Author(s): Lodha R, Kabra SK
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Abstract The gold standard for diagnosis of tuberculosis is demonstration of mycobacteria from various body fluids. This is often not possible in children due to pauci-bacillary nature of illness. Significant improvement in understanding of molecular biology of Mycobacterium tuberculosis has led to development of newer diagnostic techniques of tuberculosis. Polymerase chain reaction (PCR) is an emerging diagnostic tool for diagnosis of TB in children. However, its role in day-to-day clinical practice needs to be defined. A negative PCR never eliminates possibility of tuberculosis, and a positive result is not always confirmatory. The PCR may be useful in evaluating children with significant pulmonary disease when diagnosis is not readily established by other means, and in evaluating immunocompromised children (HIV infection) with pulmonary disease. In the absence of good diagnostic methods for tuberculosis, a lot of interest has been generated in serodiagnosis. ELISA has been used to detect antibodies to various purified or complex antigens of M. tuberculosis in children. Despite a large number of studies published over the past several years, serology has found little place in the routine diagnosis of tuberculosis in children, even though it is rapid and does not require specimen from the site of disease. Sensitivity and specificity depend on the antigen used, gold standard for the diagnosis of tuberculosis and the type of tubercular infection. Though most of these tests have high specificity, their sensitivity is poor. In addition, these tests may be influenced by factors such as age, prior BCG vaccination and exposure to environmental mycobacteria. The serological tests, theoretically, may not be able to differentiate between infection and disease. At present, serodiagnosis does not appear to have any role in diagnosis of childhood pulmonary tuberculosis. A new test (QuantiFERON-TB or QFT) that measures the release of interferon-gamma in whole blood in response to stimulation by purified protein derivative is comparable with the tuberculin skin testing to detect latent tubercular infection, and is less affected by BCG vaccination. It can also discriminate responses due to nontuberculous mycobacteria, and avoids variability and subjectivity associated with placing and reading the tuberculin skin test. Polymerase chain reaction based test for identification of katG and rpoB mutation which are associated with isoniazid and rifampicin resistance may help in early identification of drug resistance in mycobacterium.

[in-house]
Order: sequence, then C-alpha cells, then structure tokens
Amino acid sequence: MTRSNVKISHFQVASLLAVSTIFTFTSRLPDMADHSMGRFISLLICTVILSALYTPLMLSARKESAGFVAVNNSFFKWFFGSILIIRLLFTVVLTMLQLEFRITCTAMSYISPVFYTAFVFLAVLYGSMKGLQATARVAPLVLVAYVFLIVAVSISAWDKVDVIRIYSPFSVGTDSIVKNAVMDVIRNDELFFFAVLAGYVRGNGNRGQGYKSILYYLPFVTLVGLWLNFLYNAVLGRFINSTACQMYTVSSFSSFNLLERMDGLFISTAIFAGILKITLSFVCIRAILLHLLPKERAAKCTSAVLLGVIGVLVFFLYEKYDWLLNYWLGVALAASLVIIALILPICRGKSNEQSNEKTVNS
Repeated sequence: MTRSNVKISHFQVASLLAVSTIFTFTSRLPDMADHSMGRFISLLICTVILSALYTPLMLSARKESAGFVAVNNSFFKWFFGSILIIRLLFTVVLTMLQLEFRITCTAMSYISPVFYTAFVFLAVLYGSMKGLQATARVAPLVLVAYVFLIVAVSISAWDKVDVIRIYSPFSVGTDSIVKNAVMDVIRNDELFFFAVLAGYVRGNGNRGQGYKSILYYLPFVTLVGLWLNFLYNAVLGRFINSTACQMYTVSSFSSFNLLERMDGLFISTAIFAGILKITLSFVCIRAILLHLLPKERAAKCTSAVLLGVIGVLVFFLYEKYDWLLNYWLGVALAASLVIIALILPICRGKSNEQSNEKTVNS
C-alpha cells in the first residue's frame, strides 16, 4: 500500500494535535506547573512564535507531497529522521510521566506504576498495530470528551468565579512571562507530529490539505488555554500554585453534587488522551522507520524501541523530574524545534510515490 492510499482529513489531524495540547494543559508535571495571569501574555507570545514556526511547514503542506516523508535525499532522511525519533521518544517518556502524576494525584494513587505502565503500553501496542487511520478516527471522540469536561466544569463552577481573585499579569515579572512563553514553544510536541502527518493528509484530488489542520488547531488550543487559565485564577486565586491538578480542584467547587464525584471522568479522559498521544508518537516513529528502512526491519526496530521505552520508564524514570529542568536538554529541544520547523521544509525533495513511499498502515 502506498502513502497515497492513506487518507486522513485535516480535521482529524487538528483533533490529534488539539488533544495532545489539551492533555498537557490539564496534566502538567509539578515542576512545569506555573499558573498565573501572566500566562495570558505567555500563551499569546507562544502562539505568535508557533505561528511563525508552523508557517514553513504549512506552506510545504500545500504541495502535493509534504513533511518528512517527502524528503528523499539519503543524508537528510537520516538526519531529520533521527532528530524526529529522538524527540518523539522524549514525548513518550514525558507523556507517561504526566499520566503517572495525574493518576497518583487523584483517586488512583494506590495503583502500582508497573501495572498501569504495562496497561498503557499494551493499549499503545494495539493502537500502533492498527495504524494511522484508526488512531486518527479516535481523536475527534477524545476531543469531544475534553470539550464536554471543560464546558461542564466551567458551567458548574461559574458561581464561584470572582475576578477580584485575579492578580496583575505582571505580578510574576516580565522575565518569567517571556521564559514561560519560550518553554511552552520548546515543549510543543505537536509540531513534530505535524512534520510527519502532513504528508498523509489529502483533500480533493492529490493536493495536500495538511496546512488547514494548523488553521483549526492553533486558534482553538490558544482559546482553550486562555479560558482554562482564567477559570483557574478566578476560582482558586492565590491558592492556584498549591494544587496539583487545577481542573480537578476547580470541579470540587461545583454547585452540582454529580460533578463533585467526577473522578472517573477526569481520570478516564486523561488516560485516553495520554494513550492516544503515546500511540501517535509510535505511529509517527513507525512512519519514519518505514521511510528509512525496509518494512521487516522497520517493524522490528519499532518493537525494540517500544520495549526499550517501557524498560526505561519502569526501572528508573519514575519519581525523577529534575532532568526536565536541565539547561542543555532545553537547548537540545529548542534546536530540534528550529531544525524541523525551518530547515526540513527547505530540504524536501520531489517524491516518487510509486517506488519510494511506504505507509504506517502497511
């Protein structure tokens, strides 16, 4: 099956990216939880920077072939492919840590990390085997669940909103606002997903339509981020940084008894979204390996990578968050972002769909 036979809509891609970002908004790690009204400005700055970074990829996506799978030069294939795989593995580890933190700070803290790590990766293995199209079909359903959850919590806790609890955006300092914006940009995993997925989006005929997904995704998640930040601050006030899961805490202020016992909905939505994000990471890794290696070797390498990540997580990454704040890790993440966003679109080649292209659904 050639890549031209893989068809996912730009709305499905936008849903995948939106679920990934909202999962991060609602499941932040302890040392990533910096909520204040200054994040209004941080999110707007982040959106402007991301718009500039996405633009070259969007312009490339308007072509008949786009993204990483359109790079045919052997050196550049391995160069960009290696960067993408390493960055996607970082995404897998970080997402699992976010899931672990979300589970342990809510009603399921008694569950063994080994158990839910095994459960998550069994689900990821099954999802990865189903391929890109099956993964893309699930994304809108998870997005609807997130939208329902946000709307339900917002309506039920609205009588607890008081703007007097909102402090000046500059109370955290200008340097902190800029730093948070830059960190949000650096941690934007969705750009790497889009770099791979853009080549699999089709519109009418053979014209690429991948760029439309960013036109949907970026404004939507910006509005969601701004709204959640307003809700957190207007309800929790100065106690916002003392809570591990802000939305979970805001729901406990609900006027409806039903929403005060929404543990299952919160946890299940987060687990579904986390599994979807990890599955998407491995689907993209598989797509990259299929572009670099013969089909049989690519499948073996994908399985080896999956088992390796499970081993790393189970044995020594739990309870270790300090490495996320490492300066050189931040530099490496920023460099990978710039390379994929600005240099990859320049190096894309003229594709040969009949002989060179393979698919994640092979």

This article was published in Indian J Pediatr
and referenced in Journal of Infectious Diseases & Preventive Medicine